How successful Chinese entrepreneurs really think
Can you really learn to be an entrepreneur? A new in-depth study offers fresh insights into how successful business players teach themselves to become better and better at making money.
Research by the University of Nottingham Ningbo China’s business school focused on developing a model of entrepreneurial learning – based on a dozen Hong Kong entrepreneurs who have built up highly profitable companies.
Most had built businesses from scratch into organisations with at least 500 employees. At least one-third had more than 1,500 people working for them and one individual had as many as 5,000 employees. One entrepreneur is head of a company that recently listed on Hong Kong’s stock exchange.
Three entrepreneurs who participated in the research were in the catering industry, one in book retailing and one in management consulting, while all the others ran successful companies in the manufacturing sector, producing a range of items from clothes to electrical motors.
The perennial question
The research, conducted by entrepreneurship and business education specialist Dr Thomas Wing Yan Man, cuts to the heart of that perennial question about whether you can really learn to be a successful entrepreneur.
His findings lend weight to theories that entrepreneurs do indeed learn to become entrepreneurs and are continually working on improving their entrepreneurial prowess through an active process of learning and reflection.
"Learning is a key characteristic of a successful entrepreneur. They are highly motivated in seeking learning opportunities. They learn selectively and purposely and they learn in depth," Dr Man said.
Many believe that successful entrepreneurship is largely a combination of growing up in an environment that provides opportunities to observe successful business operators, street-smart intelligence and luck.
But, it seems that some of China’s best business players look to textbooks for advice.
"Successful entrepreneurs involved in our research actively participate in training courses and look for management practices and ideas from others and from text books. They analyse how to apply certain management theories in their own businesses," he said.
Unsurprisingly, the work environment is a central element in the learning style of Chinese entrepreneurs.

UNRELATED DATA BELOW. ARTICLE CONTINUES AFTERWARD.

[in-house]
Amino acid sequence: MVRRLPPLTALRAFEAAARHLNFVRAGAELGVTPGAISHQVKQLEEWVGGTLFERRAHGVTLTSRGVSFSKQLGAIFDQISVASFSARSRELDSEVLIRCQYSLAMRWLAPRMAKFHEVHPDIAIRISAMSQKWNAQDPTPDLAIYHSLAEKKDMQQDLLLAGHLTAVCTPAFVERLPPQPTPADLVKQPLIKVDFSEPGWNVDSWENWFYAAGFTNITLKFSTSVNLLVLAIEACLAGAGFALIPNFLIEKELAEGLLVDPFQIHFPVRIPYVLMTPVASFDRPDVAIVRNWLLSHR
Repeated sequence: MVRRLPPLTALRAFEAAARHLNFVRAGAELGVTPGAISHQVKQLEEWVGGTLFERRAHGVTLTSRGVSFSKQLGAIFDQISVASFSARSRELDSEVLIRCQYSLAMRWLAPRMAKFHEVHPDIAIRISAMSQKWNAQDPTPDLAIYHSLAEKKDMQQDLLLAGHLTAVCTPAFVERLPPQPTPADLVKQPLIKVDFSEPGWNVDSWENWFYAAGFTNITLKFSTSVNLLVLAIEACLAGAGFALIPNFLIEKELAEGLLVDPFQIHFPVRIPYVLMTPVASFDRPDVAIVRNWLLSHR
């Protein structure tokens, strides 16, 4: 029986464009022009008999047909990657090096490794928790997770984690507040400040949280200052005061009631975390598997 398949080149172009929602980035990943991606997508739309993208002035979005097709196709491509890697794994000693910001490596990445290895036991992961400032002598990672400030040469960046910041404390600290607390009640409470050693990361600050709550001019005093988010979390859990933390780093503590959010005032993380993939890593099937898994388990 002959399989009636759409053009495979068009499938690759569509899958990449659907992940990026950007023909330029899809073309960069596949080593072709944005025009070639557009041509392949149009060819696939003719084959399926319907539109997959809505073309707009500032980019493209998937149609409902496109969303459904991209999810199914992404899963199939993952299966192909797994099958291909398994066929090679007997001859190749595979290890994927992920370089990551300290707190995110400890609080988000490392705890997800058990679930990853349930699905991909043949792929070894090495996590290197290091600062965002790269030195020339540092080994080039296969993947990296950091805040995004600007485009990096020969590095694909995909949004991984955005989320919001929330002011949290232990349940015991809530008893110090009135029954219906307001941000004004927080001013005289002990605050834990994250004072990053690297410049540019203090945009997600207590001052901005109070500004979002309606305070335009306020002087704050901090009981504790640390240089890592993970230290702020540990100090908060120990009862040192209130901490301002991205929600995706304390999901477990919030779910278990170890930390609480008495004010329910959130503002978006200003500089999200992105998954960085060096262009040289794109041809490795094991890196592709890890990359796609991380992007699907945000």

"First-hand experience is critical in the learning process. Learning is selective, based on actual experience," Dr Man, who is Associate Professor of Entrepreneurship and Innovation, said.
All entrepreneurs involved in the study spent much time carefully evaluating their own successes and failures in order to reinforce successful practices and avoid repeating mistakes. In addition, they put much effort into understanding every aspect of their business and its environment.
"They participate in daily management and acquire hands-on experience about the business operations, rather than taking an investor’s perspective. They learn the technical details about the business," Dr Man said.
"In a nutshell, Chinese entrepreneurs in our study were continuously improving their business activities by actively learning from their past actions as well as competitors’."
Listen and learn
Top Chinese entrepreneurs also spend much time listening to other people: to their customers and staff – including those who have left the business. This is so that they can continually improve their business activities.
The average age of entrepreneurs included in the study was 45, about a third were women and most were university graduates.
Hong Kong was chosen as the field work location because entrepreneurs there are seen as better educated with higher expectations for growth. The researcher is originally from Hong Kong and was able to better access top entrepreneurs there through his network of personal connections.
Dr Man said his research objective was to develop an empirically based model of entrepreneurial learning focusing on learning behaviours.
He has identified six main patterns of learning common to Chinese entrepreneurs: they actively seek learning opportunities; they learn selectively and purposely; they learn in depth; they learn continuously; they improve and reflect on their experiences; and they transfer their learning outcomes to current practices.
The practical implications of Dr Man’s findings include that education and training for entrepreneurs should be situated at work or within simulated contexts that provide them with opportunities to apply their new knowledge.
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